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Lawyer criticizes rules for tribunals { January 22 2004 }

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Lawyer Criticizes Rules for Tribunals
Trials Won't Be Fair, Military Attorney Says

By John Mintz
Washington Post Staff Writer
Thursday, January 22, 2004; Page A03

A military defense lawyer for an Australian detainee expected to be the first man tried before a military tribunal denounced President Bush's rules for the special courts yesterday, saying they are skewed against defendants and could result in proceedings that resemble political trials in authoritarian Third World countries.

Marine Corps Maj. Michael Mori's news conference demonstrated that he and other military defense attorneys appointed by the Pentagon to represent defendants in the tribunals agree on many points with human rights activists around the world who have criticized the tribunals.

"The military commissions will not provide a full and fair trial," said Mori, who represents David Hicks, an Australian detainee at the U.S. Navy prison in Guantanamo Bay, Cuba, who was arrested while allegedly fighting with the Taliban in Afghanistan in late 2001. "The commission process has been created and controlled by those with a vested interest only in convictions," Mori said.

Mori was one of five military defense attorneys for future tribunal defendants who filed a friend-of-the-court brief with the Supreme Court last week seeking access to federal courts for their clients. The U.S. government contends that the 680 alleged al Qaeda and Taliban fighters at Guantanamo Bay are not entitled to access to U.S. courts, whether they are assigned to military tribunals or not.

U.S. military officials rejected Mori's criticisms and said they show that tribunal defendants will have aggressive representation in court. "His job as defense counsel is to zealously defend people who may be tried before military commissions," said Maj. John Smith, a spokesman for the Pentagon's tribunal office. "I expect him to raise issues in his client's interest."

Smith added: "The commissions are set up to provide full and fair trials while protecting sensitive information and taking into account the unique battlefield environment."

Mori said he objects to one rule that bars tribunal judges from dismissing charges filed by Pentagon officials. Another unfair provision, he said, is that convictions are to be appealed not to civilian courts but up the chain of command to the defense secretary and the president.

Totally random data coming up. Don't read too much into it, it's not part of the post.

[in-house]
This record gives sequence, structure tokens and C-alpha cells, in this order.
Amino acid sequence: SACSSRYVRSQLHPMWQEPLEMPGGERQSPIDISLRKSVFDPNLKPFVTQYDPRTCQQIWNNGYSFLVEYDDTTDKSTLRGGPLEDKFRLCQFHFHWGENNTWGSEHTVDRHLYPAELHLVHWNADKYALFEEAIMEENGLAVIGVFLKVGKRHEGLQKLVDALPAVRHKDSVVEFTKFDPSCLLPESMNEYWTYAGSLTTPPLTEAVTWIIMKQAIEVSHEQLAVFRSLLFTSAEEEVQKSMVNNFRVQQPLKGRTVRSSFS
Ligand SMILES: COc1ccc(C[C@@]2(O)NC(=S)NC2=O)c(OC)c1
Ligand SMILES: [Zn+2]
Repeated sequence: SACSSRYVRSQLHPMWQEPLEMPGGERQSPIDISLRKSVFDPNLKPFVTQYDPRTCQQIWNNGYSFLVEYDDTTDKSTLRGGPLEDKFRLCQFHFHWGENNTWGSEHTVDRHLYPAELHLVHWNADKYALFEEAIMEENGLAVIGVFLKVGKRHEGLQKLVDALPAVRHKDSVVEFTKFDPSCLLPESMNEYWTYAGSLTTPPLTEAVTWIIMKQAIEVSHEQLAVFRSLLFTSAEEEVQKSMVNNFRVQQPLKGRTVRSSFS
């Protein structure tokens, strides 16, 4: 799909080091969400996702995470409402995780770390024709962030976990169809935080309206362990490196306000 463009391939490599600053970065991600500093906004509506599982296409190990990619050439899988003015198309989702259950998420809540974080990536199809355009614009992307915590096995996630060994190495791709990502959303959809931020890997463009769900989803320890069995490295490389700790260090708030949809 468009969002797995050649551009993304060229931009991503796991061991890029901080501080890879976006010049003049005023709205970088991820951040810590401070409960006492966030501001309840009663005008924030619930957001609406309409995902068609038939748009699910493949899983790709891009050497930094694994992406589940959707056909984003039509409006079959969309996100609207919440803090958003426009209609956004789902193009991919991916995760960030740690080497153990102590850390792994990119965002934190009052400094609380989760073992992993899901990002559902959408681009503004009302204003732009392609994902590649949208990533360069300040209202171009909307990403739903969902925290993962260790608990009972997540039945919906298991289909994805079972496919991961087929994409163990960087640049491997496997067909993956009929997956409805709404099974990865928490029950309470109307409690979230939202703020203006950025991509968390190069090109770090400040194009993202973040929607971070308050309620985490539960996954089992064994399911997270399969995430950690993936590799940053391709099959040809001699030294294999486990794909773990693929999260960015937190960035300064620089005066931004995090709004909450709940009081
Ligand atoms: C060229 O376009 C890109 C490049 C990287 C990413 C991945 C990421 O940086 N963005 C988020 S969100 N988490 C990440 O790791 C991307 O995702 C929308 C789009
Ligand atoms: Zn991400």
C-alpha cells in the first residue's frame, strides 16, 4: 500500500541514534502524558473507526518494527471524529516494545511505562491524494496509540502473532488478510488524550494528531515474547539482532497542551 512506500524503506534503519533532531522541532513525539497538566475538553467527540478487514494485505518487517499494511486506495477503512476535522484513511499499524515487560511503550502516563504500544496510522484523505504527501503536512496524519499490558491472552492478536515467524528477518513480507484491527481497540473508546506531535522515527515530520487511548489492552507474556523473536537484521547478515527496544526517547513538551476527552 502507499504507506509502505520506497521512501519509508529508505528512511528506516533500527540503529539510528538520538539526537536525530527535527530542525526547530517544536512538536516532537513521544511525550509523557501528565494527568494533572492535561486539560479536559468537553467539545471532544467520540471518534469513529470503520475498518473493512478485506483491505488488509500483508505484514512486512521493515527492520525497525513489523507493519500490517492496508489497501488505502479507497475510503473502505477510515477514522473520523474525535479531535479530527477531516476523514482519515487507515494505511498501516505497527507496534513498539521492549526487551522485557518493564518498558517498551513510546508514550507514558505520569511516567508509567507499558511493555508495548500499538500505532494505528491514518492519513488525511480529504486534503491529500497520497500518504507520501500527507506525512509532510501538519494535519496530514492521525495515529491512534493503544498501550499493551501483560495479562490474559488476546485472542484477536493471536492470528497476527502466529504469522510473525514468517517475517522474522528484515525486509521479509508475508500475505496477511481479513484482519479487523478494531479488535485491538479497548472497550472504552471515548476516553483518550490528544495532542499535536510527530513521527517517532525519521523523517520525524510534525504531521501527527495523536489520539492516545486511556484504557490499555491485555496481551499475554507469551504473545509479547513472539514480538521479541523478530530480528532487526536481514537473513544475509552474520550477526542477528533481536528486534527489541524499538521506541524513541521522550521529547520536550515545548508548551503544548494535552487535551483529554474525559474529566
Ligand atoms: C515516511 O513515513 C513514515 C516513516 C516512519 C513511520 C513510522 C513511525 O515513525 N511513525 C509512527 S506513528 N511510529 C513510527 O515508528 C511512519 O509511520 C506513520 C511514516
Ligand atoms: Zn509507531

Echoing the privately expressed views of some U.S. military officials, Mori said the tribunals might lead adversary nations to try U.S. soldiers under unjust terms if they are captured in war zones. "What's to stop the North Koreans from arresting a [U.S.] contractor as a spy and trying him under the very rules we set up?" he asked. "We wouldn't tolerate it."

Smith, the Pentagon spokesman, said the tribunals will have many rules that are akin to those in criminal courts, including the presumption of innocence and a requirement of proof beyond a reasonable doubt to secure a conviction.

Mori declined to detail the allegations against Hicks, a former adventurer and kangaroo skinner who converted to Islam. But he said that "mentally, he's degenerated to the point where his main concerns are basic human instincts, food, shelter. Two years in detention creates disorientation."

Informed sources said U.S. officials want Hicks to be the leadoff tribunal defendant because he informally agreed, before a lawyer was appointed for him, to plead guilty to some charges and to make a public statement of regret about his jihadist past. In exchange, the government would agree to a relatively light sentence.

But Mori and Hicks's other lawyers are urging him to reconsider any deal reached under what they believe are the prison's inherently coercive conditions, the sources said. Mori declined to discuss the matter.

Mori said he would prefer that Hicks be tried in his native Australia, or even under U.S. military rules for courts-martial. He and his uniformed defense colleagues have tried for months to persuade superiors to soften the tribunal rules, but to no avail, Mori said.

2004 The Washington Post Company

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